462
LEGAL PROCEDURE 434 Jurisdiction of district courts
464
Summary trial
466
CRIMES 437 Place of trial
468
Murder
469
Rape
470
Robbery
471
Miscellaneous offenses
472
Mutiny
473
Wrecking
474
Crimes on the Great Lakes
475
PIRACY 458 Piracy
476
Crimes deemed piracy
477
PROTECTION OF SUBMARINE CABLES Page 460 Protection of gubmarine cables
479
ADMINISTRATIVE AND EXECUTIVE OFFICES 461 Department of Commerce
482
Bureau of Navigation
486
Shipping commissioners
488
Customs officers
489
SteamboatInspection Service
496
Public Health Service
501
Immigration and Naturalization Bureau
503
Coast Guard
506
LifeSaving Service
508
Coast Guard
512
Treasury agents
516
Alaska seal agents
517
Coast and Geodetic Survey
518
District court commissioners
519
Unauthorized services
520
FEES PAYABLE BY PRIVATE PERSONS 477 Fees on vessels payable by private persons
522
Customs districts and ports of entry
527
Power to designate ports and subports
533
CONSULATES OF THE UNITED STATES 480 Consulates of the United States
535
1 Revised Statutes and amendments
539
Acts subsequent to Revised Statutes
550
Alphabetical index
557

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Seite 380 - Nothing in these rules shall exonerate any vessel or the owner or master or crew thereof from the consequences of any neglect to carry lights or signals, or of any neglect to keep a proper lookout, or of the neglect of any precaution which may be required by the ordinary practice of seamen or by the special circumstances of the case.
Seite 316 - ... organized government, or who advocates or teaches the duty, necessity, or propriety of the unlawful assaulting or killing of any officer or officers, either of specific individuals or of officers generally, of the Government of the United States...
Seite 367 - ... between the two vessels shall make the overtaking vessel a crossing vessel within the meaning of these rules, or relieve her of the duty of keeping clear of the overtaken vessel until she is finally past and clear.
Seite 380 - When a vessel is in distress and requires assistance from other vessels or from the shore the following shall be the signals to be used or displayed by her, either together or separately, namely: In the daytime: First. A gun or other explosive signal fired at intervals of about a minute.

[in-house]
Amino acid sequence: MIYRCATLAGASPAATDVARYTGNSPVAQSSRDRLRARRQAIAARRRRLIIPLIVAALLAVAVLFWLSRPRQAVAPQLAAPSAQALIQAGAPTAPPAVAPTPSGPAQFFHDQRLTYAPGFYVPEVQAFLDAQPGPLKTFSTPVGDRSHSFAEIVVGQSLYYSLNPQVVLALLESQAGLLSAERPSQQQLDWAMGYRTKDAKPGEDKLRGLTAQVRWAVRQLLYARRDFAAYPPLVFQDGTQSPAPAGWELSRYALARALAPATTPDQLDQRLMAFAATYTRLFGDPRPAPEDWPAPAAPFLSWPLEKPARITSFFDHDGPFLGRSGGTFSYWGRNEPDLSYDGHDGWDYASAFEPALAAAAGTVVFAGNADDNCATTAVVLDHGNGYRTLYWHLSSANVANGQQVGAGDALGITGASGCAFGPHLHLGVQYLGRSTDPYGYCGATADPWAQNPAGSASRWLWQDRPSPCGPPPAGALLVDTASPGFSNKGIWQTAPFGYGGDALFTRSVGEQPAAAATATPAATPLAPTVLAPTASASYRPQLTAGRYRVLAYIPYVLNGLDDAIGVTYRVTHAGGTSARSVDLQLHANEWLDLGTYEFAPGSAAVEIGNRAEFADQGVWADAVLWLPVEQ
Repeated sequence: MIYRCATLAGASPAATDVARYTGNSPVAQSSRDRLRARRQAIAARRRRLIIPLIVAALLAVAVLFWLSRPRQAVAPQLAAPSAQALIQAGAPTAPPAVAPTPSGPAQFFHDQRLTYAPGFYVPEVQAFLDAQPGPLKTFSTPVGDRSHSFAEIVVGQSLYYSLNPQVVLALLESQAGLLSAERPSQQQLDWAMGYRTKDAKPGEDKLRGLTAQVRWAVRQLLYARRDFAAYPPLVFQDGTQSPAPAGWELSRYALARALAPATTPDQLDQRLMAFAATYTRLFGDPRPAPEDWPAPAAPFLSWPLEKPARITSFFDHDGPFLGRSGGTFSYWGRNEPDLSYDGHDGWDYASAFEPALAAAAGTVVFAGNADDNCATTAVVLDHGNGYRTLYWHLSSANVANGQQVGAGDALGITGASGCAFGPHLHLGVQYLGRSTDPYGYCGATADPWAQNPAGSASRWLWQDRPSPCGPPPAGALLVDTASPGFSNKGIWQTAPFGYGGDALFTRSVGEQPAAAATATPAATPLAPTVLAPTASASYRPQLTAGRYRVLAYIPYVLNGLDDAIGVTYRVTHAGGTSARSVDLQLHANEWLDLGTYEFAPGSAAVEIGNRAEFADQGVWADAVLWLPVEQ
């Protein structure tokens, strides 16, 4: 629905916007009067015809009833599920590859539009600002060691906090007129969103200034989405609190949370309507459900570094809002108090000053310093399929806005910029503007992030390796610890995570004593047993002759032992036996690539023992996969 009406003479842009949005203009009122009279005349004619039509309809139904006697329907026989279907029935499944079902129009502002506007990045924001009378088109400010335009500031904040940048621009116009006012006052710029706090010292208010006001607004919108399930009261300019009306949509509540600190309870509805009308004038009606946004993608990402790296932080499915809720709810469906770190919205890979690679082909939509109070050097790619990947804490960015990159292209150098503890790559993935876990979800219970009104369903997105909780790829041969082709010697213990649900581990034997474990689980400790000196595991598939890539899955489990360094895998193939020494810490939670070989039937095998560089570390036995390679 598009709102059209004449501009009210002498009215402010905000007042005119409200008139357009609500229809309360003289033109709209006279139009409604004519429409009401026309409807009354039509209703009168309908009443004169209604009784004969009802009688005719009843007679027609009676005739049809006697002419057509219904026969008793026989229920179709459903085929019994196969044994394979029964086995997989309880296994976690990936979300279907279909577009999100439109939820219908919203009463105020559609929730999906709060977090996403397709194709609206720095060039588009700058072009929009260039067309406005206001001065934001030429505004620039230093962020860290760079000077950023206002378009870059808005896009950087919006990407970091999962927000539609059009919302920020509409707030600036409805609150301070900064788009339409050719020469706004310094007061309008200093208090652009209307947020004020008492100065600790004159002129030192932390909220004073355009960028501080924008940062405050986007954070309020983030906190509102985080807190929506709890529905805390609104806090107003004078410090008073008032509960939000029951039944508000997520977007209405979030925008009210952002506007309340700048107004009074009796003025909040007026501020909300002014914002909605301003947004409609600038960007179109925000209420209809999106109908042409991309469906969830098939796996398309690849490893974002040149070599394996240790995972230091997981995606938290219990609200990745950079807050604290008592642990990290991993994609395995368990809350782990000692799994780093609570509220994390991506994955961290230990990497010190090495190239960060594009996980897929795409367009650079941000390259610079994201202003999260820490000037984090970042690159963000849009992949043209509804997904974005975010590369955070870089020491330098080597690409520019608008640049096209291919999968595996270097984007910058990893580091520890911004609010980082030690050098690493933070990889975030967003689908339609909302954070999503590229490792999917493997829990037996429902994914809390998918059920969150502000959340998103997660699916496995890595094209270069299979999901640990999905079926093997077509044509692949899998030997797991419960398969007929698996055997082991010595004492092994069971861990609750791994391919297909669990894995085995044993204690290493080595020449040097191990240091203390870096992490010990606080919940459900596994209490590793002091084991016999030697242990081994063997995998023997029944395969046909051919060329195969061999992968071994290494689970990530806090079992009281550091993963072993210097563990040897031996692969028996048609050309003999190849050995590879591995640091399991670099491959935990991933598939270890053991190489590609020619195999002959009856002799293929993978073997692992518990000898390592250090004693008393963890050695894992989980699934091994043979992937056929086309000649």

Seite 384 - On the starboard side a green light so constructed as to show an unbroken light over an arc of the horizon of ten points of the compass, so fixed as to throw the light from right ahead to two points abaft the beam...
Seite 366 - Where, by any of these rules, one of two vessels is to keep out of the way, the other shall keep her course and speed.
Seite 392 - ... use : and shall, on the approach of or to other vessels, be exhibited on their respective sides in sufficient time to prevent collision, in such manner as to make them most visible, and so that the green light shall not be seen on the port side nor the red light on the starboard side, nor, if practicable, more than two points abaft the beam on their respective sides.
Seite 389 - In obeying and construing these rules due regard shall be had to all dangers of navigation and collision, and to any special circumstances which may render a departure from the above rules necessary in order to avoid immediate danger.
Seite 386 - A vessel under one hundred and fifty feet in length when at anchor shall carry forward, where it can best be seen, but at a height not exceeding twenty feet above the hull, a white light, in a lantern so constructed as to show a clear, uniform, and unbroken light visible all around the horizon at a distance of at least one mile.
Seite 379 - As by day the overtaking vessel can not always know with certainty whether she is forward of or abaft this direction from the other vessel, she should, if in doubt, assume that she is an overtaking vessel and keep out of the way.